Local News

Progress made but more remains after a year of social change in Durham

Posted February 4, 2021 6:55 p.m. EST
Updated February 4, 2021 7:49 p.m. EST

The national backdrop of civil unrest this year came with a call to action to make a difference in local neighborhoods, homes and workplaces. Locally, it is what energized many to reinvent what the city of Durham looks like.

Elaine O’Neal, former chair of Durham's racial equity taskforce, believes many community issues are fixable with the right attitude.

"These are not hard issues, these are heart issues," O'Neal said. "And it’s not rocket science to solve."

O’Neal and Kaaran Haldeman sat on the city’s first racial equity taskforce. The group, formed long before 2020, provided the structure needed for a year like no other.

"We want racial equity to be a driver, not an afterthought," Haldeman said. "Not like something that gets tacked on at the end. It’s a way of seeing, it’s a way of crafting policy, it’s a [way] of ensuring ongoing dialogue."

And that they did, as Durham began to lead the charge for change.

Juneteenth became a paid holiday for employees. An ordinance was passed to protect people against hair discrimination in the workplace. Durham Public Schools employees received raises - and the list goes on.

Haldeman is encouraged, but quick to point out that the work isn't finished.

"Yeah, I think we just have to be careful about saying, 'well oh we’ve checked this off, this off, and this off. Now we’re done,'" Haldeman said.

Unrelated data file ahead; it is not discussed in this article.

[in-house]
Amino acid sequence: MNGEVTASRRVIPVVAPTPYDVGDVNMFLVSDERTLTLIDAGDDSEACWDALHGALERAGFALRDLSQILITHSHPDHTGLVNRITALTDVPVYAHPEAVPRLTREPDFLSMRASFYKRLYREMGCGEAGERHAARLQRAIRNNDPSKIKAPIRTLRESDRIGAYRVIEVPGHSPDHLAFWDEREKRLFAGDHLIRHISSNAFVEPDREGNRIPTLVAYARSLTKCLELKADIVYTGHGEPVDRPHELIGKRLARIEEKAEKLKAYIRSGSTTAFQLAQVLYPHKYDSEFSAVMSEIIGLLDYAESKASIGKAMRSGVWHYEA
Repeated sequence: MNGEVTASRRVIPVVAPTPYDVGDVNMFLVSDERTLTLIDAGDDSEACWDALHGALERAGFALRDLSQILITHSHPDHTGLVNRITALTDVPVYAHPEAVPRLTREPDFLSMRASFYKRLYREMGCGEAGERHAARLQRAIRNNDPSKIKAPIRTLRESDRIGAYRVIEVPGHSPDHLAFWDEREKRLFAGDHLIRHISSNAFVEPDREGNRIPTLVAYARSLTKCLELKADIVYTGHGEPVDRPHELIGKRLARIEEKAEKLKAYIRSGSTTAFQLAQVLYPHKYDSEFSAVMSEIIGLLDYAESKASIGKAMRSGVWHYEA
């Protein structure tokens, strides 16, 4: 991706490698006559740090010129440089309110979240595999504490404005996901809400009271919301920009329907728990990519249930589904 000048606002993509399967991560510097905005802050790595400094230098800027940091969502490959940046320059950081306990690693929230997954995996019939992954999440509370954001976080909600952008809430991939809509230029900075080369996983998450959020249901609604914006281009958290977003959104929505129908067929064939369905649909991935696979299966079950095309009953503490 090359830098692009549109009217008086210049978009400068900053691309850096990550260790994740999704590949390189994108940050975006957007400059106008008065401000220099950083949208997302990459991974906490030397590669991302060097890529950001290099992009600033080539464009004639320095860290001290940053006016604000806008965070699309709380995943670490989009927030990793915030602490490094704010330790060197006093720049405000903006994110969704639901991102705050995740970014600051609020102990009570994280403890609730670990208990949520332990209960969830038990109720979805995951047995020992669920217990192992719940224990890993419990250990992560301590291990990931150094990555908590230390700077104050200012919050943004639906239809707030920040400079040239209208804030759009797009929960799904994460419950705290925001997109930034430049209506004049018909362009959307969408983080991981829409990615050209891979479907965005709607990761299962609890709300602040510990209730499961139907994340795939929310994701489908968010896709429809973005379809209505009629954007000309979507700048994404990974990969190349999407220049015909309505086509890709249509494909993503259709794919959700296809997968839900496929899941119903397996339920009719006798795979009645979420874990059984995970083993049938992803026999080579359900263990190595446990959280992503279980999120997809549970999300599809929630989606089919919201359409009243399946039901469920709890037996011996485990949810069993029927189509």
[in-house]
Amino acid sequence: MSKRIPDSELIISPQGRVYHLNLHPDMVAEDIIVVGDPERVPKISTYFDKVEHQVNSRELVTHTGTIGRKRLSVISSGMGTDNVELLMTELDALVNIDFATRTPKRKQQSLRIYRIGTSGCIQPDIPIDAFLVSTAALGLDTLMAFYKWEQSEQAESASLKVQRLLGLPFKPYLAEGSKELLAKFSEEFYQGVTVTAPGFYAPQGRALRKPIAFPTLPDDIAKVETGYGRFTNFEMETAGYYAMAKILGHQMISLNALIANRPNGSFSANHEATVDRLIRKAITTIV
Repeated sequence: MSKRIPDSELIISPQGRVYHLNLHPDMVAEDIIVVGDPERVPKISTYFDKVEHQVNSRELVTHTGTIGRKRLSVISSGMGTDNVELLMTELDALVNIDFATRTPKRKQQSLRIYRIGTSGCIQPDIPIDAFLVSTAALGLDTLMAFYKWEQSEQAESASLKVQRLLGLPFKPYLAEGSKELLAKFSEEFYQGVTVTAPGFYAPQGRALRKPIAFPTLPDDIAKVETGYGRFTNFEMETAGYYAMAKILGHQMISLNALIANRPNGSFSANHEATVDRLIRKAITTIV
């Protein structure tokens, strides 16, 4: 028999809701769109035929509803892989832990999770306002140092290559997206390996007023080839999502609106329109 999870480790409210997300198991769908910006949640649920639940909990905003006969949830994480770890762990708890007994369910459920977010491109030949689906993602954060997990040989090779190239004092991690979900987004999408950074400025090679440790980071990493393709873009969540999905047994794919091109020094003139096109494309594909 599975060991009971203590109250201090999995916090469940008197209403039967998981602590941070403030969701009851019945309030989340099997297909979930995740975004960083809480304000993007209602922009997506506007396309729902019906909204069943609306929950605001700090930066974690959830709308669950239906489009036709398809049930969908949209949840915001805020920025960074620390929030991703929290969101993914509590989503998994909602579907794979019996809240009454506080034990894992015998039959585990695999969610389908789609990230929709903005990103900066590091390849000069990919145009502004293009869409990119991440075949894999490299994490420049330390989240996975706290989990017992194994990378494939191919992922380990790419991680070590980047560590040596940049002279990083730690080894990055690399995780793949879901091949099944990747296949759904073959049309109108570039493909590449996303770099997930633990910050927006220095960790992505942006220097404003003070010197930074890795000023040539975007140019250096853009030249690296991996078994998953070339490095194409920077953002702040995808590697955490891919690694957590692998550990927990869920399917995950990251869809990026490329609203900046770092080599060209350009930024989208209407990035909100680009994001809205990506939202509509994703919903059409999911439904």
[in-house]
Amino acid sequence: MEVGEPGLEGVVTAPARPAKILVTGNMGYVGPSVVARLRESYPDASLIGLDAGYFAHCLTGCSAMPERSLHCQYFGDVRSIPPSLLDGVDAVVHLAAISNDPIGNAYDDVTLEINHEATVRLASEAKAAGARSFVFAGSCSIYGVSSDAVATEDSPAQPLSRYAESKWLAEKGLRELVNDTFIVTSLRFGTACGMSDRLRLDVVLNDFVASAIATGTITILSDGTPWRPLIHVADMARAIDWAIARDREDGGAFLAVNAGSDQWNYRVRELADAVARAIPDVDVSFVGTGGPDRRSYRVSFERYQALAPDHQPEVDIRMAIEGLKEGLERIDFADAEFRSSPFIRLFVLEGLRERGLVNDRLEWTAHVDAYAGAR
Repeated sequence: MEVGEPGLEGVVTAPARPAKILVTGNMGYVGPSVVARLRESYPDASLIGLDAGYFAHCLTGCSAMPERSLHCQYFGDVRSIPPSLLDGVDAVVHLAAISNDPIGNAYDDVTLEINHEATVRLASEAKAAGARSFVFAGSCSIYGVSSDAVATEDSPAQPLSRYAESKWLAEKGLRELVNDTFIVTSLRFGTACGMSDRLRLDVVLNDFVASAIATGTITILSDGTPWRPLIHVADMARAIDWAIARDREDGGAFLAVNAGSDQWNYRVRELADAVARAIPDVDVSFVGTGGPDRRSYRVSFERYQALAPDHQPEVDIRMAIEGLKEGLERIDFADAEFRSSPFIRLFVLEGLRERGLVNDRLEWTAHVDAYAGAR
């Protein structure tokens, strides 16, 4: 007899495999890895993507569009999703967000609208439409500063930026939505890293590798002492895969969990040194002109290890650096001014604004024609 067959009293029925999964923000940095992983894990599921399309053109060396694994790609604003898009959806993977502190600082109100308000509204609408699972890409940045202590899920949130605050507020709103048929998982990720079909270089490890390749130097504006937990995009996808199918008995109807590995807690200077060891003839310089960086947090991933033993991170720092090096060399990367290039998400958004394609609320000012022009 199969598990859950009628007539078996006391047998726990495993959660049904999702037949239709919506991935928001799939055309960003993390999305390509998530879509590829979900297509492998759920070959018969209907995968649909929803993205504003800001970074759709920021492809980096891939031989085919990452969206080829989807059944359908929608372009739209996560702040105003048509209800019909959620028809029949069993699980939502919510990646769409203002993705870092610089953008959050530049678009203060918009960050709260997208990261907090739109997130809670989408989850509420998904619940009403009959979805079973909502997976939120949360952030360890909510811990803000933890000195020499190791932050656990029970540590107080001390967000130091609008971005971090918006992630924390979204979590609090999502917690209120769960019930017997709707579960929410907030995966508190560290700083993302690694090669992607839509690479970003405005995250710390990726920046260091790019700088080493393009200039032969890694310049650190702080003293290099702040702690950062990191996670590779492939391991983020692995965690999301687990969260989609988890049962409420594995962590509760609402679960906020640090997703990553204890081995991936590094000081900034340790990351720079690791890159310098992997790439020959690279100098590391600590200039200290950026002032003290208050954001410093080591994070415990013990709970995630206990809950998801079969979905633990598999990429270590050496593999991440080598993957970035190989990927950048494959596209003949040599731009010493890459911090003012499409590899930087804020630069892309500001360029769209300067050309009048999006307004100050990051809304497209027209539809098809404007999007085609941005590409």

Nia Wilson, executive director of the Durham organization SpiritHouse Inc., agrees progress has been made, but says it’s not enough. She believes the city and county need better partnerships with organizations like hers to invest in Black communities.

“It has been intentional divestment over decades and Durham has to reckon with that," Wilson said. "Some of the hoops that folks have to jump through in order to get support from the city or the county are things that folks cannot necessarily do.”

O'Neal says that despite the progress, she still sees inequities on a daily basis.

"I can’t be satisfied if one end of Main Street has million dollar apartments and you walk three blocks down and people are living in poverty," O'Neal said. "That unsettles my soul. We want the people who are closest to the pain to be closest to the power."

A racial equity commission is now in the works involving Durham County, the city, the school board and the community. This will be a more permanent initiative to address race-related issues.

"You see it moving, you feel it moving. It makes you feel good, but you know that the work is just on-going." Haldeman said.

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